Apple Pay and Google Wallet: Mobile Payment Going Mainstream
When Apple announced on September 9, 2014 that the iPhone 6 would be equipped with a mobile payment system appropriately called Apple Pay, the entire mobile payment universe woke up. Although competitors had existed for years, none had gained considerable traction. In fact, within a month of releasing Apple Pay, Apple proclaimed to be bigger than all mobile payment competitors combined, including Google Wallet.
Google Wallet was launched on May 26, 2011 to minimal fanfare, due partly to the fact that it initially worked only with a Citi MasterCard or a Google prepaid card. Although that changed on August 1, 2012, when Google Wallet began to interface with all major credit cards, the downloads of Google Wallet three years later still had not crossed the 20 million threshold, despite there being 89.4 million U.S. Android users as of July 2014. (Google apparently does not release the precise number of Google Wallet users.) Apple Pay, on the other hand, boasts that it registered a million credit cards within only 72 hours of launch, with numbers rapidly increasing as the iPhone faithful upgrade their devices.
Although Apple Pay and Google Wallet are similar in use, Google has a few extra handy functions. With each system, the user uploads debit and/or credit card information to their phone ahead of time. Apple works with most banks, and Google Wallet works with any bank. At checkout with either system, the user will hold their phone next to a near-field communication (NFC) tap-to-pay device and either put their finger on the fingerprint ID button (on the iPhone 6) or type in their Google Wallet PIN (on Android devices running 4.4 KitKat or higher).
But Google Wallet has two features that Apple Pay does not currently offer: the ability to send money at no cost to friends (like PayPal) and the ability to upload and use loyalty cards and gift cards.
When it comes to security, Apple Pay has a unique approach. Like your bank, Google Wallet stores credit card and personal information on encrypted servers. However, Google also records information about your purchases, the stores you visit, and even your geolocation. Also, unlike Apple Pay, retrieving information from Google’s cloud-based servers requires wifi or cell service.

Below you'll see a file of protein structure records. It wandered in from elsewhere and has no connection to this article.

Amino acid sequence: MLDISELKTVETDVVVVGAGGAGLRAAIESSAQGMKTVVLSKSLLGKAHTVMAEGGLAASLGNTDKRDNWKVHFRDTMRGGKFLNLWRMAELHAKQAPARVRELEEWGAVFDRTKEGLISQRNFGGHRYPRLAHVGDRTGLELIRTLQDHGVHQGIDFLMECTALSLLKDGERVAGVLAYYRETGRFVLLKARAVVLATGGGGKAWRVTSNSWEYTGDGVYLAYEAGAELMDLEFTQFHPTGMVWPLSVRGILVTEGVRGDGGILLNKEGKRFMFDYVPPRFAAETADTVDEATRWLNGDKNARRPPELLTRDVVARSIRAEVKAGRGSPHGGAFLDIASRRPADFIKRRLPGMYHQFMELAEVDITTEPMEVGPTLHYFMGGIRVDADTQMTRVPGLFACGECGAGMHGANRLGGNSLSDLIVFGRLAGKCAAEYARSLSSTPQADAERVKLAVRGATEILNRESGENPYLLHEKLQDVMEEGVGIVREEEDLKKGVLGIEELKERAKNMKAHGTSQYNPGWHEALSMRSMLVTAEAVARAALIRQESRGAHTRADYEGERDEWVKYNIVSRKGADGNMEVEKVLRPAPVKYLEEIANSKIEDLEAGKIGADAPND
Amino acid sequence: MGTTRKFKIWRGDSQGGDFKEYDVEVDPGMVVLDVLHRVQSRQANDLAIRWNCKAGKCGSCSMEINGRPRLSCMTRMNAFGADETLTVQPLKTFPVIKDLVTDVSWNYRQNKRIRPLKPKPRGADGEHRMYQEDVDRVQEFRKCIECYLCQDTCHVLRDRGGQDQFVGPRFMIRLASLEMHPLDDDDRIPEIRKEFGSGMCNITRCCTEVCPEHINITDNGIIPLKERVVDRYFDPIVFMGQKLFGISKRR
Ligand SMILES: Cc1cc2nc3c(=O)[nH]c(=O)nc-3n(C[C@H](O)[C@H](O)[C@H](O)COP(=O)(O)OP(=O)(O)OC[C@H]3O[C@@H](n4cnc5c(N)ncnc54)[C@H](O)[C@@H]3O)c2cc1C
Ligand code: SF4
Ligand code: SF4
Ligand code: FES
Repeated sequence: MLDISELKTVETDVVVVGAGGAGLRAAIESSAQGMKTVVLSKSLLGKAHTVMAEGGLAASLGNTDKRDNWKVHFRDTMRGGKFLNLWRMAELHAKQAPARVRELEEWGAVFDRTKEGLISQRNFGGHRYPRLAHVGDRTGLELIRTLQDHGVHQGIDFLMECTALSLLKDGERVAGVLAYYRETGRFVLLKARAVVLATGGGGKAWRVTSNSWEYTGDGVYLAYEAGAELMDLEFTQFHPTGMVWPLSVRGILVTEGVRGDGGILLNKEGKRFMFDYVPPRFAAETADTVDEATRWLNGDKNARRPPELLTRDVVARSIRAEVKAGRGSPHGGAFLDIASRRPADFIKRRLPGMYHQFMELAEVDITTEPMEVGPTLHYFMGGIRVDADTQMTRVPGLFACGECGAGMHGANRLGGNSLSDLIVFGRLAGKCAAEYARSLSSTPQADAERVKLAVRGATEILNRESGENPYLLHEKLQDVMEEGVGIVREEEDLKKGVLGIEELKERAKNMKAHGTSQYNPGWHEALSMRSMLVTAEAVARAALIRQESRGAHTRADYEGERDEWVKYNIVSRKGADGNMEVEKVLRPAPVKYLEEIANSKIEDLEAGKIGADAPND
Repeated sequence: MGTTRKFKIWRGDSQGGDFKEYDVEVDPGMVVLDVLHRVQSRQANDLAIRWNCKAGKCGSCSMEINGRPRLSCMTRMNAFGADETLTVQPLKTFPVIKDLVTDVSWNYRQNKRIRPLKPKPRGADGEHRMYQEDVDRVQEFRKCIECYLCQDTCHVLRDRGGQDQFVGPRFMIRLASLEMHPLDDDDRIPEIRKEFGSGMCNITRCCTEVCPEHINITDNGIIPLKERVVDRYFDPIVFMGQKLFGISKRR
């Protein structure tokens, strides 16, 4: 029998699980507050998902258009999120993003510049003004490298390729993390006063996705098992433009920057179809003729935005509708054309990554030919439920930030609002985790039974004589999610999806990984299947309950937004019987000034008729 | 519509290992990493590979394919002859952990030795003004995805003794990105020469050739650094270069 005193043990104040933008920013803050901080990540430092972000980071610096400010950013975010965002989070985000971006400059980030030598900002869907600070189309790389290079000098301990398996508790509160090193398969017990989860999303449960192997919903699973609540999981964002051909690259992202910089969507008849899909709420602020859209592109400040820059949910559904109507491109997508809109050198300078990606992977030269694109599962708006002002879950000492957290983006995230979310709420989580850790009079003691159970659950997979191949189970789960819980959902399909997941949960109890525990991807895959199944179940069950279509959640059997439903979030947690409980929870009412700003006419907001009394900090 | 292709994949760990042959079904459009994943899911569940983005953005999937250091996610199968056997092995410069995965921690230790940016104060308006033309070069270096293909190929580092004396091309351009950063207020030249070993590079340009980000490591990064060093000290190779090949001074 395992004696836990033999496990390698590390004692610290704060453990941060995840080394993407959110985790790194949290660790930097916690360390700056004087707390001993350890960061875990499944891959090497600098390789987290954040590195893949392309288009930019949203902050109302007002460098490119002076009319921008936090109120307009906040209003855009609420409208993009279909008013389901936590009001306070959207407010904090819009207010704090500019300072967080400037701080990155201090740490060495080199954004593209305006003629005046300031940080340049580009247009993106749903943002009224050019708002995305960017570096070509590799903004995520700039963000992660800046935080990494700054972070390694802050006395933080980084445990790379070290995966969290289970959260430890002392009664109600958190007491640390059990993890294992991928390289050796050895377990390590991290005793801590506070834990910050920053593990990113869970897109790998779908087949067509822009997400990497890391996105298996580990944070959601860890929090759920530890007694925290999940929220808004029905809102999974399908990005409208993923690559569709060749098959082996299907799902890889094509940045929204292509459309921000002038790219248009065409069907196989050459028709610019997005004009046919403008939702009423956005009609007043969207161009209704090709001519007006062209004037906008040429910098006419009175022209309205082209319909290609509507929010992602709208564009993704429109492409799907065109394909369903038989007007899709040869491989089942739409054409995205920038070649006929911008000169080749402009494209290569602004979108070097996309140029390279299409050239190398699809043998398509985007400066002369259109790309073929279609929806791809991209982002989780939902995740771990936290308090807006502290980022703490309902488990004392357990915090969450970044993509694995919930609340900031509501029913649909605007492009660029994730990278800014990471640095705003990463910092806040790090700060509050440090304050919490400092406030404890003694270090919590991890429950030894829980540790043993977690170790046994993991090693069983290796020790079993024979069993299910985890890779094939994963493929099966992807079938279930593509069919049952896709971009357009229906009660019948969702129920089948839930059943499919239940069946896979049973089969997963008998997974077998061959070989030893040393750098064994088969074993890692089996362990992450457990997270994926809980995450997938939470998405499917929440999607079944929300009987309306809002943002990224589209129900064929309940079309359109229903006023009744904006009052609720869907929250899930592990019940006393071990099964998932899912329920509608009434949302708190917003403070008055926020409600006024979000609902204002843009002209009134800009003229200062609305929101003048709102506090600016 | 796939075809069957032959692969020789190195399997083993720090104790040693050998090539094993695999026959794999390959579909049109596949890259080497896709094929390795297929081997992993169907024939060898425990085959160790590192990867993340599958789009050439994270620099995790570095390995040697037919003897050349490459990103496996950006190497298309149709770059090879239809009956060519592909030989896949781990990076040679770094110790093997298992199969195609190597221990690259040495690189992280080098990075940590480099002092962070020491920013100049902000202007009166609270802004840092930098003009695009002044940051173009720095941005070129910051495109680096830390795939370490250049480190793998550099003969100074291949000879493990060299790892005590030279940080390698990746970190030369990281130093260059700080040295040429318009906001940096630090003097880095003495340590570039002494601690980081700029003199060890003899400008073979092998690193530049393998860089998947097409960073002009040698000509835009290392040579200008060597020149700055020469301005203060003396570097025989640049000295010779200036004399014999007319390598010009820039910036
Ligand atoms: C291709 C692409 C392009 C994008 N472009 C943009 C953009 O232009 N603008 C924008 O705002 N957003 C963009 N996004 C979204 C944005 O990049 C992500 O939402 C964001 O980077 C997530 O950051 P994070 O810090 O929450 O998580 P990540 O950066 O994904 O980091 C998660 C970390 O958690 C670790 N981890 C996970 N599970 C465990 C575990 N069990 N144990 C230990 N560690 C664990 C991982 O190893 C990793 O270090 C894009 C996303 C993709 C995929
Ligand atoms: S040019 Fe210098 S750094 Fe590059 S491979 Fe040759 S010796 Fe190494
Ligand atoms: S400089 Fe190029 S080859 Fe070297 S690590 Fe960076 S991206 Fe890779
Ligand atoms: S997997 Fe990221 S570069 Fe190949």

As we discussed in a prior post, Apple Pay achieves security by using a “token” system and does not store or share credit card information or track purchase history, making it less valuable to hackers and retailers’ R&D departments alike. Also, the fingerprint scanner on the iPhone 6 (while it is already being duplicated for Android phones) is more difficult to bypass than the Google Wallet PIN.
Holiday Surge (or not)
Partly because the iPhone 6 was often wrapped in a gift box up until the holidays arrived, the little data available do not seem to reflect a great surge in mobile payment usage quite yet. What research from ITG (Investment Technology Group, Inc.) does show is that, in November 2014:
- Apple Pay was responsible for over 1% of global digital payment dollars. In comparison, Google Wallet accounted for only 4% of digital payment dollars despite a few years’ head start. The industry leader, PayPal, accounted for 78% and its most direct competitor for accepting (as opposed to making) mobile payments, Square, accounted for the other 18%.
- In a good sign for Apple Pay, roughly 60% of new Apple Pay customers used the app on multiple occasions and on multiple days. That averages out to roughly 1.4 Apple Pay uses a week per customer and is better than the 20% recurring users logged by PayPal.
Despite what may seem like marginal holds on the mobile payment market, analysts view these numbers as quite promising signs that Apple Pay and Google Wallet will gain significant ground as each becomes more widely adopted by expanding internationally and by users upgrading their smartphones.
The Near Future of Mobile Payment
By Q4 2015, Apple Pay and Google Wallet are expected to receive a fortuitous bump in the number of retailers equipped with NFC checkout devices, all because of something called EMV. EMV technology is the combined effort of Europay, MasterCard and Visa (hence, EMV) to increase payment card security by installing small chips within the actual card, which you may have already seen on your own recently-received cards. JCB, American Express, China UnionPay, and Discover have all joined the initiative. On October 1, 2015, credit card issuers will shift fraud liability away from U.S. merchants that implement EMV, thereby incentivizing retailers to invest in NFC checkout devices. Fortunately for Apple and Google, the shift to EMV also ensures that the NFC infrastructure necessary for mobile payment will become widely adopted in the U.S. Because EMV is already used throughout most of the world, for the growing legions of Apple Pay and Google Wallet users, the world will soon truly be at their fingertips.